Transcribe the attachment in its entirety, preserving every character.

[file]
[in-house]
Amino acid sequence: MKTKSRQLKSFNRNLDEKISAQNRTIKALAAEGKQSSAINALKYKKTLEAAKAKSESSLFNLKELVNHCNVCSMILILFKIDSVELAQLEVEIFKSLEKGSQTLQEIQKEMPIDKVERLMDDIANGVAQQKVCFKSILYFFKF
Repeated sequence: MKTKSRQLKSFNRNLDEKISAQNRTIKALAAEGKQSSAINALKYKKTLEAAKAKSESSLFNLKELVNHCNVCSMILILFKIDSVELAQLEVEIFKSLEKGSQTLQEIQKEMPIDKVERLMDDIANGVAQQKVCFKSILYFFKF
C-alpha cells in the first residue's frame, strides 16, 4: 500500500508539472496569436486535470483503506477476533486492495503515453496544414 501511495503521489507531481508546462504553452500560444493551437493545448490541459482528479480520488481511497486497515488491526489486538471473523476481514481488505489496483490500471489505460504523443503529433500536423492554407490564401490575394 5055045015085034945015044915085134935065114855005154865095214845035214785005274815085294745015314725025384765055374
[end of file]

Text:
[in-house]
Amino acid sequence: MKTKSRQLKSFNRNLDEKISAQNRTIKALAAEGKQSSAINALKYKKTLEAAKAKSESSLFNLKELVNHCNVCSMILILFKIDSVELAQLEVEIFKSLEKGSQTLQEIQKEMPIDKVERLMDDIANGVAQQKVCFKSILYFFKF
Repeated sequence: MKTKSRQLKSFNRNLDEKISAQNRTIKALAAEGKQSSAINALKYKKTLEAAKAKSESSLFNLKELVNHCNVCSMILILFKIDSVELAQLEVEIFKSLEKGSQTLQEIQKEMPIDKVERLMDDIANGVAQQKVCFKSILYFFKF
C-alpha cells in the first residue's frame, strides 16, 4: 500500500508539472496569436486535470483503506477476533486492495503515453496544414 501511495503521489507531481508546462504553452500560444493551437493545448490541459482528479480520488481511497486497515488491526489486538471473523476481514481488505489496483490500471489505460504523443503529433500536423492554407490564401490575394 5055045015085034945015044915085134935065114855005154865095214845035214785005274815085294745015314725025384765055374